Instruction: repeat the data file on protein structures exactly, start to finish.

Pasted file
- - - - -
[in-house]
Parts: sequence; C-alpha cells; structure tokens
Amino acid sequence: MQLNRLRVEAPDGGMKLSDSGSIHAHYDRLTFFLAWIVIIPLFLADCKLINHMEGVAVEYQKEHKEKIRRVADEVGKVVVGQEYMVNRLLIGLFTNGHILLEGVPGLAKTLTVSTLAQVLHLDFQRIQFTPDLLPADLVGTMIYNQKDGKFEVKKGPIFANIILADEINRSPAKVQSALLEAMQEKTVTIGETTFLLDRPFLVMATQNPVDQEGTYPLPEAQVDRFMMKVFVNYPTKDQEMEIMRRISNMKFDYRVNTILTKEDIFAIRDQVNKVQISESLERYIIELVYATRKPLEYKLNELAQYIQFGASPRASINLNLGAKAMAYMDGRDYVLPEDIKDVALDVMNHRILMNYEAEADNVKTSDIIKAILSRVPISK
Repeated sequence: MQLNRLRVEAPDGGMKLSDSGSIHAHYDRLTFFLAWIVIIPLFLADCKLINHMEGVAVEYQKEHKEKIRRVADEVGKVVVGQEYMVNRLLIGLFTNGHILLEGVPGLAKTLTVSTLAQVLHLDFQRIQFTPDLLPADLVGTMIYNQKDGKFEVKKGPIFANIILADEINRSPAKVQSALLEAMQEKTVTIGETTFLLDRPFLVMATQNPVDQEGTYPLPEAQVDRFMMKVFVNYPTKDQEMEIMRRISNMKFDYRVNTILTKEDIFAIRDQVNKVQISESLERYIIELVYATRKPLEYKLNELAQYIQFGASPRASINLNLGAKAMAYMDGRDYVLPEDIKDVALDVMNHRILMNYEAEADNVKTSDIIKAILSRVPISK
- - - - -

[in-house]
Parts: sequence; C-alpha cells; structure tokens
Amino acid sequence: MQLNRLRVEAPDGGMKLSDSGSIHAHYDRLTFFLAWIVIIPLFLADCKLINHMEGVAVEYQKEHKEKIRRVADEVGKVVVGQEYMVNRLLIGLFTNGHILLEGVPGLAKTLTVSTLAQVLHLDFQRIQFTPDLLPADLVGTMIYNQKDGKFEVKKGPIFANIILADEINRSPAKVQSALLEAMQEKTVTIGETTFLLDRPFLVMATQNPVDQEGTYPLPEAQVDRFMMKVFVNYPTKDQEMEIMRRISNMKFDYRVNTILTKEDIFAIRDQVNKVQISESLERYIIELVYATRKPLEYKLNELAQYIQFGASPRASINLNLGAKAMAYMDGRDYVLPEDIKDVALDVMNHRILMNYEAEADNVKTSDIIKAILSRVPISK
Repeated sequence: MQLNRLRVEAPDGGMKLSDSGSIHAHYDRLTFFLAWIVIIPLFLADCKLINHMEGVAVEYQKEHKEKIRRVADEVGKVVVGQEYMVNRLLIGLFTNGHILLEGVPGLAKTLTVSTLAQVLHLDFQRIQFTPDLLPADLVGTMIYNQKDGKFEVKKGPIFANIILADEINRSPAKVQSALLEAMQEKTVTIGETTFLLDRPFLVMATQNPVDQEGTYPLPEAQVDRFMMKVFVNYPTKDQEMEIMRRISNMKFDYRVNTILTKEDIFAIRDQVNKVQISESLERYIIELVYATRKPLEYKLNELAQYIQFGASPRASINLNLGAKAMAYMDGRDYVLPEDIKDVALDVMNHRILMNYEAEADNVKTSDIIKAILSRVPISK